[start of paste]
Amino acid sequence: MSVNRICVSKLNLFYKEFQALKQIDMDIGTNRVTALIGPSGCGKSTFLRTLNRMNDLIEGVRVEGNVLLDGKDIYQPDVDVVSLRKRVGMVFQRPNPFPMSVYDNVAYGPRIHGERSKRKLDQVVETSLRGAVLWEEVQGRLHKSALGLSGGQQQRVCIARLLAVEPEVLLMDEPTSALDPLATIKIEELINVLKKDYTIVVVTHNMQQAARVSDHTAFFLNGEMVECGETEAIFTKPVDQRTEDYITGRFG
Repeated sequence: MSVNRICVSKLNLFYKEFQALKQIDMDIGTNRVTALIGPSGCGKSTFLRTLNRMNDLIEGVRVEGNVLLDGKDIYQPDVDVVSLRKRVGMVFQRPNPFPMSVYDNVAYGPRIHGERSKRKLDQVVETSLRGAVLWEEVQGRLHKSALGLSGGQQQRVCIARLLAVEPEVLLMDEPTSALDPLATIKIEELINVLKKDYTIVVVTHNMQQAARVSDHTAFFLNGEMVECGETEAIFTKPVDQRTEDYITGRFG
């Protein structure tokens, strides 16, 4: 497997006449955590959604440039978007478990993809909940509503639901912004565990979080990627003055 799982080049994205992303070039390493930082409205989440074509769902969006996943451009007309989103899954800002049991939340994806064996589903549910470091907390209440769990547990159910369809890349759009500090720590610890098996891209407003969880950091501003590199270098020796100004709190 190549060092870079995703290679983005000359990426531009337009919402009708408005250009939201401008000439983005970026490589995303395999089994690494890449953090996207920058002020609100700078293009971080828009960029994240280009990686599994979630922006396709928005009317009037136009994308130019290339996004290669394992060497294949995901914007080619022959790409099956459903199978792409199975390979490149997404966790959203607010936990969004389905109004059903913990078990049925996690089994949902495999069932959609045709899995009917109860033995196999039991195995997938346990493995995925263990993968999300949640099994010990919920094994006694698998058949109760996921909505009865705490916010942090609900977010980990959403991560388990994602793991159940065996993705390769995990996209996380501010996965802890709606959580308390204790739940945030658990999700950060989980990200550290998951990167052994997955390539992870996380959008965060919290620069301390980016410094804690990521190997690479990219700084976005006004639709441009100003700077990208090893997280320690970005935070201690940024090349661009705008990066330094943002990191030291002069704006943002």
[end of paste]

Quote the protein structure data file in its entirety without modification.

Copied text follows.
Amino acid sequence: MSVNRICVSKLNLFYKEFQALKQIDMDIGTNRVTALIGPSGCGKSTFLRTLNRMNDLIEGVRVEGNVLLDGKDIYQPDVDVVSLRKRVGMVFQRPNPFPMSVYDNVAYGPRIHGERSKRKLDQVVETSLRGAVLWEEVQGRLHKSALGLSGGQQQRVCIARLLAVEPEVLLMDEPTSALDPLATIKIEELINVLKKDYTIVVVTHNMQQAARVSDHTAFFLNGEMVECGETEAIFTKPVDQRTEDYITGRFG
Repeated sequence: MSVNRICVSKLNLFYKEFQALKQIDMDIGTNRVTALIGPSGCGKSTFLRTLNRMNDLIEGVRVEGNVLLDGKDIYQPDVDVVSLRKRVGMVFQRPNPFPMSVYDNVAYGPRIHGERSKRKLDQVVETSLRGAVLWEEVQGRLHKSALGLSGGQQQRVCIARLLAVEPEVLLMDEPTSALDPLATIKIEELINVLKKDYTIVVVTHNMQQAARVSDHTAFFLNGEMVECGETEAIFTKPVDQRTEDYITGRFG
């Protein structure tokens, strides 16, 4: 497997006449955590959604440039978007478990993809909940509503639901912004565990979080990627003055 799982080049994205992303070039390493930082409205989440074509769902969006996943451009007309989103899954800002049991939340994806064996589903549910470091907390209440769990547990159910369809890349759009500090720590610890098996891209407003969880950091501003590199270098020796100004709190 190549060092870079995703290679983005000359990426531009337009919402009708408005250009939201401008000439983005970026490589995303395999089994690494890449953090996207920058002020609100700078293009971080828009960029994240280009990686599994979630922006396709928005009317009037136009994308130019290339996004290669394992060497294949995901914007080619022959790409099956459903199978792409199975390979490149997404966790959203607010936990969004389905109004059903913990078990049925996690089994949902495999069932959609045709899995009917109860033995196999039991195995997938346990493995995925263990993968999300949640099994010990919920094994006694698998058949109760996921909505009865705490916010942090609900977010980990959403991560388990994602793991159940065996993705390769995990996209996380501010996965802890709606959580308390204790739940945030658990999700950060989980990200550290998951990167052994997955390539992870996380959008965060919290620069301390980016410094804690990521190997690479990219700084976005006004639709441009100003700077990208090893997280320690970005935070201690940024090349661009705008990066330094943002990191030291002069704006943002």